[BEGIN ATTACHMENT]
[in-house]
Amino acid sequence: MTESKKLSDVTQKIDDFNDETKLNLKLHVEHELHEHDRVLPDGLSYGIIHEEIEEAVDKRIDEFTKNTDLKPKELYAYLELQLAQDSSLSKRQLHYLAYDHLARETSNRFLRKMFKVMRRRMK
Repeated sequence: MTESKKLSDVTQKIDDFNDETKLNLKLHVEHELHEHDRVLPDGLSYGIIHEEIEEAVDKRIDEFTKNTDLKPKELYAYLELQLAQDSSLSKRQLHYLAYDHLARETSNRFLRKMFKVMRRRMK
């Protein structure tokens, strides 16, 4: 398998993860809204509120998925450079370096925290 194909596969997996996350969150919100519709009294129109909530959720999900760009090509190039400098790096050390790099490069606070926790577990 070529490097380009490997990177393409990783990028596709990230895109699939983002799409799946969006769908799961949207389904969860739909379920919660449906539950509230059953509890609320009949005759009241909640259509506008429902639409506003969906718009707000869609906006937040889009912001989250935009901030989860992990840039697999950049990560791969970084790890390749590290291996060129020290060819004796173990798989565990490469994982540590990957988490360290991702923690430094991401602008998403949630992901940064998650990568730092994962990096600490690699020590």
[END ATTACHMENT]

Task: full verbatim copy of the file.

[in-house]
Amino acid sequence: MTESKKLSDVTQKIDDFNDETKLNLKLHVEHELHEHDRVLPDGLSYGIIHEEIEEAVDKRIDEFTKNTDLKPKELYAYLELQLAQDSSLSKRQLHYLAYDHLARETSNRFLRKMFKVMRRRMK
Repeated sequence: MTESKKLSDVTQKIDDFNDETKLNLKLHVEHELHEHDRVLPDGLSYGIIHEEIEEAVDKRIDEFTKNTDLKPKELYAYLELQLAQDSSLSKRQLHYLAYDHLARETSNRFLRKMFKVMRRRMK
């Protein structure tokens, strides 16, 4: 398998993860809204509120998925450079370096925290 194909596969997996996350969150919100519709009294129109909530959720999900760009090509190039400098790096050390790099490069606070926790577990 070529490097380009490997990177393409990783990028596709990230895109699939983002799409799946969006769908799961949207389904969860739909379920919660449906539950509230059953509890609320009949005759009241909640259509506008429902639409506003969906718009707000869609906006937040889009912001989250935009901030989860992990840039697999950049990560791969970084790890390749590290291996060129020290060819004796173990798989565990490469994982540590990957988490360290991702923690430094991401602008998403949630992901940064998650990568730092994962990096600490690699020590």